Mar 27, 2018

How Advisors Can Hold on to Their Clients Despite Vanguard's Broadening Reach

By Joe Duran

During a February speech, Vanguard CEO Tim Buckley said 58% of most advisers' work could eventually be done by computers. This would force a significant change in pricing for most in the industry. Shortly thereafter, Vanguard announced it would create factor-based index ETFs. These two events are directly linked and help explain why one of the bastions of low-cost, passive index investing is now launching ETFs that are more expensive and active than the products that made them so successful.

Just two years ago, Vanguard Group launched its Personal Advisor Services, which offered clients a personal planner at an incredibly low cost. It was one way to increase revenues from clients. The service rapidly ballooned into one of the largest wealth management offerings in the nation. Now that it has successfully climbed vertically in the service stack, it makes sense for Vanguard to broaden its product offerings. Such a move provides the company with very tangible benefits.

1. Averting the race to zero. What Vanguard pioneered in low-cost index investing has radically altered the investment landscape, and we are in the midst of a race to zero. Competition keeps driving down the internal cost of index products and, by extension, all investments. At the current cost of 9 basis points, the average Vanguard ETF cost disclosed on its website, every additional drop of 1 basis point is a 12% reduction in revenue. Vanguard started the price war, and it needed a differentiated product to generate offsetting revenues. Factor-based index ETFs are its answer. The internal costs are about the same, but Vanguard can charge fees that are significantly higher (and far more profitable).

2. Broadening market share. While many investors appreciate the value of passive index investing, a broad swath of people want something more unique. Factor-based index solutions appeal to many folks, especially those who work with advisers. Funds and ETFs from firms like Dimensional Fund Advisors (the pioneer of factor-based investing) and BlackRock Inc. have grown successfully by positioning themselves as enhanced index alternatives. Vanguard has taken notice and wants access to those clients, either directly or through advisers.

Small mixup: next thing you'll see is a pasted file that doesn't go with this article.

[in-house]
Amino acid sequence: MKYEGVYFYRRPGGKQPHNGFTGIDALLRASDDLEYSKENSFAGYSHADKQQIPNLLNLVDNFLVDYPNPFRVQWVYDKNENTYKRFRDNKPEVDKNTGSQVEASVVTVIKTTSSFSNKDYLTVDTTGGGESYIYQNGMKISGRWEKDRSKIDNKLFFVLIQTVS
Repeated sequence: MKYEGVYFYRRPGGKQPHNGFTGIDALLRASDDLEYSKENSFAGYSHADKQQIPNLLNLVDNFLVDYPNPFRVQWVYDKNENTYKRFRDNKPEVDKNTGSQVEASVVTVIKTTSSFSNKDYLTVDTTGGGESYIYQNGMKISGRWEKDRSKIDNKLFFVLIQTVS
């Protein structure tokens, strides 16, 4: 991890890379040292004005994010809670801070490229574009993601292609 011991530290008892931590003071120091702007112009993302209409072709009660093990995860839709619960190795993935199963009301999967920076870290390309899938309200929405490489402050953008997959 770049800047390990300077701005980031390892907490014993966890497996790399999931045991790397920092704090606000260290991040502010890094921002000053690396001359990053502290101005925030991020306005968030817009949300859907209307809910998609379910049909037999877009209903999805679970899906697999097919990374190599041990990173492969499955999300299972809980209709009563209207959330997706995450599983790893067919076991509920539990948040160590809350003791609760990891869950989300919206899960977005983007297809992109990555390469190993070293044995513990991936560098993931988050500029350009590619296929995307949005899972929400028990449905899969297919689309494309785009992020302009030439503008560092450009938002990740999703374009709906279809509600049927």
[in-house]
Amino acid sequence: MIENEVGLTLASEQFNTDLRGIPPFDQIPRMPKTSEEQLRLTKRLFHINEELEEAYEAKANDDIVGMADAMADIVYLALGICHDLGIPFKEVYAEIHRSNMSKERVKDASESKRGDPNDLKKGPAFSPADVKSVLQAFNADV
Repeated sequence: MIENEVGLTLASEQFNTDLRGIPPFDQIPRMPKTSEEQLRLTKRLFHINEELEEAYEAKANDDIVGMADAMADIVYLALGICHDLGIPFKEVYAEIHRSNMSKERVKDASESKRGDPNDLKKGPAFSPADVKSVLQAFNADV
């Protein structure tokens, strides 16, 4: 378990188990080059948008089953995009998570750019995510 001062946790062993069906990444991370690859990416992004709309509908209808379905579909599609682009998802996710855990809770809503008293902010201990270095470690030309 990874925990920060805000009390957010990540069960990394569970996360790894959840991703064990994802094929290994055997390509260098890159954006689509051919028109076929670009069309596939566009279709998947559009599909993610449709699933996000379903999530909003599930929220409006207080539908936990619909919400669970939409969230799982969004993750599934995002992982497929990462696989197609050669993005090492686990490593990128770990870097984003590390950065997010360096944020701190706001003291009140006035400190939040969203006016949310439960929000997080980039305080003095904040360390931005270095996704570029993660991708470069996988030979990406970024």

3. Climbing up the value stack. It's no secret that Vanguard's foray into planning has been a massive success, reaching $100 billion in AUM in a couple of years. Providing an adviser and planning to clients for 30 basis points is an industry changer, but not very profitable. By adding a broader array of investment alternatives, Vanguard can offer services and strategies to clients in a way that competes directly with investment advisers. In addition, it makes higher margins from its investment solutions to subsidize its PAS cost structure.

Another assault on the independent adviser

This is a winning strategy for Vanguard, but it is also an addition to the long list of threats to the independent adviser. Many advisers believe they can beat Vanguard's offering because it is limited to passive indexes. Obviously, that's no longer true. Independent advisers who want to maintain their pricing will need to take on a three-pronged strategy:

1. Understand your clients better than anyone else. The one thing Vanguard will struggle to do is forge meaningful bonds with any of its clients. One of the biggest competitive advantages any adviser has is the ability to be deeply connected to his or her clients and be more responsive and specific to each client's needs. People's lives evolve and their needs change. It's very hard for a firm of Vanguard's size to match the kind of intimate knowledge and service an independent firm can provide.